What is cladding and why is it important?

Today, cladding is often associated with modern disasters like the Grenfell Tower fire in London but it’s a construction technique that’s been used since ancient times.

Cladding is when one material is applied to cover the external structure of the building.

There are many materials that are used for cladding including:

Brick
Brick cladding
Glass
Glass cladding
Timber
Timber cladding
Vinyl
Vinyl cladding
Steel
Steel cladding
Aluminium
Aluminium cladding

They come in a variety of colours and can be used in different ways. It can wrap around a whole building or it may only be used on parts of the building.

The purpose of cladding is to protect a building’s structure from natural elements like wind and rain but it can have other benefits, such as, insulation, noise control and it can boost the aesthetic appeal of a building.

Safety concerns

While there are many buildings with safe cladding materials, state audits revealed 600 buildings with high risk cladding in New South Wales, as well as 500 in Victoria, and 237 in Queensland.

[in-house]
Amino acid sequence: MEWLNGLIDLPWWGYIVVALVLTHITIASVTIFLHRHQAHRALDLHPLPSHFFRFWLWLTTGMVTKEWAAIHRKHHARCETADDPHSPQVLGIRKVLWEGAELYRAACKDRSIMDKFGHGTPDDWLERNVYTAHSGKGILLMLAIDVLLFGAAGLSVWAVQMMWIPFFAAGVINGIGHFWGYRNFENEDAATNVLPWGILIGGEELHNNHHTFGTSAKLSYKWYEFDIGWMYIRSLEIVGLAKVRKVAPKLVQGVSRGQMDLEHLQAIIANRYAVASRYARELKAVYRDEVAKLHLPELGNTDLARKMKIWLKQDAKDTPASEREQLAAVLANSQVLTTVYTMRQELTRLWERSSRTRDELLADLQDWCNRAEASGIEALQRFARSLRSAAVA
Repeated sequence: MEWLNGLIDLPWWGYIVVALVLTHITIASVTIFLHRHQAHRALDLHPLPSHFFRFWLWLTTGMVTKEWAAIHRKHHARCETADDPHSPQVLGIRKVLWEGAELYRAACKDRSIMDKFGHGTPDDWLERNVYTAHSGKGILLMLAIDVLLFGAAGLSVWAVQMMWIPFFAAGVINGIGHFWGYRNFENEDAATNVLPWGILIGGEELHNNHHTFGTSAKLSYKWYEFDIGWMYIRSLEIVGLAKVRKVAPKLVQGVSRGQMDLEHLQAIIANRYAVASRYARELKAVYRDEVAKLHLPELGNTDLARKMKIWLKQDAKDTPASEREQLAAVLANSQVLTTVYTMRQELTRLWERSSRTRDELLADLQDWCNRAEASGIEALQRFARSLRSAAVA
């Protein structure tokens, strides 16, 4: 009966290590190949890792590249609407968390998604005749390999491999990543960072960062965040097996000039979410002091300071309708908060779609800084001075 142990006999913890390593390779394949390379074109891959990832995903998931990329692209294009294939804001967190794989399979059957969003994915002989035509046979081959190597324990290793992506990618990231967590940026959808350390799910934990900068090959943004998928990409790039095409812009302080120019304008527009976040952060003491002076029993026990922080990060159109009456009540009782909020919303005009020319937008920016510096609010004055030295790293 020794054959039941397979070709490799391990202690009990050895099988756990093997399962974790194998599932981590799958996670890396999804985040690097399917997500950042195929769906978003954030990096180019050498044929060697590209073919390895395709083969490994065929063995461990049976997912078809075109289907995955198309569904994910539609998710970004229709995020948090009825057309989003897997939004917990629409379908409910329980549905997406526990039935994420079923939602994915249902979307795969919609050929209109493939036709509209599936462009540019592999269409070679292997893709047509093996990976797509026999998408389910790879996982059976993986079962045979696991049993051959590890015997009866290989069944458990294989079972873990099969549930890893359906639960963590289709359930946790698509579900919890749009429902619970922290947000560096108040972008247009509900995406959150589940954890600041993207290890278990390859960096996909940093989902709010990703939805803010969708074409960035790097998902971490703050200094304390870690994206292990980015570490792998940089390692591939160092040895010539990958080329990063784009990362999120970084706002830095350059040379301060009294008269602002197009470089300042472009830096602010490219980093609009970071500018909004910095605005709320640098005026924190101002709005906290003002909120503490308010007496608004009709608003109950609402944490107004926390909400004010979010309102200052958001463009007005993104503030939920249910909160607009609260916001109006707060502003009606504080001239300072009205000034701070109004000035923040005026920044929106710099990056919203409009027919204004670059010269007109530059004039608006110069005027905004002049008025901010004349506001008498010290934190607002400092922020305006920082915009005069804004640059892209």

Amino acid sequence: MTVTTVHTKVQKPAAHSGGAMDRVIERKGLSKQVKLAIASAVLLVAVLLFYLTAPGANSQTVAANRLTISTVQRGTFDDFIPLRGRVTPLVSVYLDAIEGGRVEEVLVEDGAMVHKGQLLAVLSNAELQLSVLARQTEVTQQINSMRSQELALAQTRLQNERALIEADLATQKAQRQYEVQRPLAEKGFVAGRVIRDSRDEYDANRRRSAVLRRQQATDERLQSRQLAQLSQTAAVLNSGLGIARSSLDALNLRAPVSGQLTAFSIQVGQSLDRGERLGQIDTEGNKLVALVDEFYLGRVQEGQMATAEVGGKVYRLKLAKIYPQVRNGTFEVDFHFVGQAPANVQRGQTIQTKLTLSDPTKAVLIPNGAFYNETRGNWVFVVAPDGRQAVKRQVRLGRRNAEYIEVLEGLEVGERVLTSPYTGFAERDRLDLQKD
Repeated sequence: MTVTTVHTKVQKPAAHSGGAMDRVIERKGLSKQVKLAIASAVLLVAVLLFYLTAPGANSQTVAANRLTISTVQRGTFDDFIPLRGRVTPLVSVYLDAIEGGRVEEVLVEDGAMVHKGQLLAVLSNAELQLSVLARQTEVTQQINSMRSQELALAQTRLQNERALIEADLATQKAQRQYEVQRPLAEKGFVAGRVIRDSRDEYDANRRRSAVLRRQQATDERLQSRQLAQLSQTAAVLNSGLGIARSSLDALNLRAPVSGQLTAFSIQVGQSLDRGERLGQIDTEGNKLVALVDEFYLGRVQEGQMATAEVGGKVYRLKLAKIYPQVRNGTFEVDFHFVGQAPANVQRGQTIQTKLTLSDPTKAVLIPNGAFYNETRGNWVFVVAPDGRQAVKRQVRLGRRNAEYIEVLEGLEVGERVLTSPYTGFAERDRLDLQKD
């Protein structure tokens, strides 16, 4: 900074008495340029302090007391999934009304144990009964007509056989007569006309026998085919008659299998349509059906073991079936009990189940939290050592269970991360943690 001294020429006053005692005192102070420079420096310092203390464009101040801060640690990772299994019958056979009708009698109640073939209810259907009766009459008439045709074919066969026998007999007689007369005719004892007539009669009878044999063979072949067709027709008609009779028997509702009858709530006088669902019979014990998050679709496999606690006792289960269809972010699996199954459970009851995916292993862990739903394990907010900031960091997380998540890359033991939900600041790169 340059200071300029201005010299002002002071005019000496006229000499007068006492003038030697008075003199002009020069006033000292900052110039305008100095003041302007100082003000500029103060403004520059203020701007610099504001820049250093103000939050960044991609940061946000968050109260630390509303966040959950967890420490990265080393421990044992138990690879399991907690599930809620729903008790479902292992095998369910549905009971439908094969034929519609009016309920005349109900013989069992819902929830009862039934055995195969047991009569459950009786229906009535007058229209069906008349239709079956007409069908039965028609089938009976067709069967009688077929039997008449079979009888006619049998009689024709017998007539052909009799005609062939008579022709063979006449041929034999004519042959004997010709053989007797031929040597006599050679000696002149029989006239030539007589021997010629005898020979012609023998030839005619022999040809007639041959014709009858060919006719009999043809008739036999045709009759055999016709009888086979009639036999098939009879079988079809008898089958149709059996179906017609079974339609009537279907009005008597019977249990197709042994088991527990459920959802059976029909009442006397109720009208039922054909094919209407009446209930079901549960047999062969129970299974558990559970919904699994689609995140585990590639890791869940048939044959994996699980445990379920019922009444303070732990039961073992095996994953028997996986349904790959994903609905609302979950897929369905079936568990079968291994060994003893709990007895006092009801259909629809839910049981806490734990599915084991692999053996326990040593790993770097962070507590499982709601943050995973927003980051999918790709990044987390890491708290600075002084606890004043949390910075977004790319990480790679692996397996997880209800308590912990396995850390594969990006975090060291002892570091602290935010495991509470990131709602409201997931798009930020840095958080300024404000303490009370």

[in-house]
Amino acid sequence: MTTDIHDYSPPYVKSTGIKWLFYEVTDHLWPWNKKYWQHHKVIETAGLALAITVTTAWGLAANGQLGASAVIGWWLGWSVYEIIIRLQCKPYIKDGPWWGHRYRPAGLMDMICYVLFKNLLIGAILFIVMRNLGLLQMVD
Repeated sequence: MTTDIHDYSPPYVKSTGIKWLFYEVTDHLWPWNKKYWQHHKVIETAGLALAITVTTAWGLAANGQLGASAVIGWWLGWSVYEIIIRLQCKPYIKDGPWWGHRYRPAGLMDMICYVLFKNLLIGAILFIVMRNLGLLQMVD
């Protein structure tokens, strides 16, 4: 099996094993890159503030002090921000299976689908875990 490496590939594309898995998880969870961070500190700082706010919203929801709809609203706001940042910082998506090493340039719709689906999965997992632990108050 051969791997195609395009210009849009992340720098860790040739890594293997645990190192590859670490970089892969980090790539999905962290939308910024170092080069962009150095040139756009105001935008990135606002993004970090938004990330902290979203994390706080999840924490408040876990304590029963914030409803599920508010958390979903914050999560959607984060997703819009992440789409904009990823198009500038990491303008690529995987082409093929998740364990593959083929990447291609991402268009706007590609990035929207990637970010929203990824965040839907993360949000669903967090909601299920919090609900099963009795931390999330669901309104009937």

Certain types of cladding can burn rapidly if it catches on fire. The main type of cladding being questioned is metal composite panels (MCP).

MCP panels consist of two metal outer layers and a core material. The most common metal used is aluminium. Panels which contain a polyethylene core greater than 30 per cent has been found to be highly flammable.

State governments have already put a number of policies in place in a bid to prevent future cladding problems.

However, many states are in the process of risk assessment for buildings that are already affected, with rectification work in the pipeline.

StrataFAQ pwoered by PICA Group

Have you got strata issues but don’t know where to turn? Submit a question to stratafaq.com.au, where a strata professional can provide answers and insights.

Lessons from Sydney’s residential building, Opal and Mascot Towers.

Find out how to protect your property from unexpected costs related to building defects. Click here to download the free guide.